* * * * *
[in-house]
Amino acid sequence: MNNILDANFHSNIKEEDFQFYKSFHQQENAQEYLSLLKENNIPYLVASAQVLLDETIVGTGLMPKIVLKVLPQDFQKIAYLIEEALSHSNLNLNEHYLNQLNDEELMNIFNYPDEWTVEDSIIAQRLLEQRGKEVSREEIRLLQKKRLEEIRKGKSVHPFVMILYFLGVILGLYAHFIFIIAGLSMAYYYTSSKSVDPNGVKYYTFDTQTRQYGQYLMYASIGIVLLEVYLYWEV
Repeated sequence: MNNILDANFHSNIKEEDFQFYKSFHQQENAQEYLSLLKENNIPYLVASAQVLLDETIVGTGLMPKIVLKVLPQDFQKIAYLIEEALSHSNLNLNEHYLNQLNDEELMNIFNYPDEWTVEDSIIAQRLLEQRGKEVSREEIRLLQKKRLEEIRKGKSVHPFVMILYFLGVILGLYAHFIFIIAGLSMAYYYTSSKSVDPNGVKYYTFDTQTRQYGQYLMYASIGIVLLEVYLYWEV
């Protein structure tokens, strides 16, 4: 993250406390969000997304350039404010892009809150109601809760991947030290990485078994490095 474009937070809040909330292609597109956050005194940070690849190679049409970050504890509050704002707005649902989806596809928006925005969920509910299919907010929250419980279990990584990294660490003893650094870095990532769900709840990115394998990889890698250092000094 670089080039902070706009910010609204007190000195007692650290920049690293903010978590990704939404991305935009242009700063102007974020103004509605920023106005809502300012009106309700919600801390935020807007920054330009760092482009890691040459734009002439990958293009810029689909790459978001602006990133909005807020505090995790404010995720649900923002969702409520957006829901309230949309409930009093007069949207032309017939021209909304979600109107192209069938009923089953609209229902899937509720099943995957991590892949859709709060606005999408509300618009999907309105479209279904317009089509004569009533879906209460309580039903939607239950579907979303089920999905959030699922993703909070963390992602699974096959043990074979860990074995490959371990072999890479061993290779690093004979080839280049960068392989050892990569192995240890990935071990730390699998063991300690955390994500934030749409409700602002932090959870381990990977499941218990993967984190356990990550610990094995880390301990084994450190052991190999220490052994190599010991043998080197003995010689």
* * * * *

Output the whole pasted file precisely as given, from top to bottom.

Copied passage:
[in-house]
Amino acid sequence: MNNILDANFHSNIKEEDFQFYKSFHQQENAQEYLSLLKENNIPYLVASAQVLLDETIVGTGLMPKIVLKVLPQDFQKIAYLIEEALSHSNLNLNEHYLNQLNDEELMNIFNYPDEWTVEDSIIAQRLLEQRGKEVSREEIRLLQKKRLEEIRKGKSVHPFVMILYFLGVILGLYAHFIFIIAGLSMAYYYTSSKSVDPNGVKYYTFDTQTRQYGQYLMYASIGIVLLEVYLYWEV
Repeated sequence: MNNILDANFHSNIKEEDFQFYKSFHQQENAQEYLSLLKENNIPYLVASAQVLLDETIVGTGLMPKIVLKVLPQDFQKIAYLIEEALSHSNLNLNEHYLNQLNDEELMNIFNYPDEWTVEDSIIAQRLLEQRGKEVSREEIRLLQKKRLEEIRKGKSVHPFVMILYFLGVILGLYAHFIFIIAGLSMAYYYTSSKSVDPNGVKYYTFDTQTRQYGQYLMYASIGIVLLEVYLYWEV
């Protein structure tokens, strides 16, 4: 993250406390969000997304350039404010892009809150109601809760991947030290990485078994490095 474009937070809040909330292609597109956050005194940070690849190679049409970050504890509050704002707005649902989806596809928006925005969920509910299919907010929250419980279990990584990294660490003893650094870095990532769900709840990115394998990889890698250092000094 670089080039902070706009910010609204007190000195007692650290920049690293903010978590990704939404991305935009242009700063102007974020103004509605920023106005809502300012009106309700919600801390935020807007920054330009760092482009890691040459734009002439990958293009810029689909790459978001602006990133909005807020505090995790404010995720649900923002969702409520957006829901309230949309409930009093007069949207032309017939021209909304979600109107192209069938009923089953609209229902899937509720099943995957991590892949859709709060606005999408509300618009999907309105479209279904317009089509004569009533879906209460309580039903939607239950579907979303089920999905959030699922993703909070963390992602699974096959043990074979860990074995490959371990072999890479061993290779690093004979080839280049960068392989050892990569192995240890990935071990730390699998063991300690955390994500934030749409409700602002932090959870381990990977499941218990993967984190356990990550610990094995880390301990084994450190052991190999220490052994190599010991043998080197003995010689």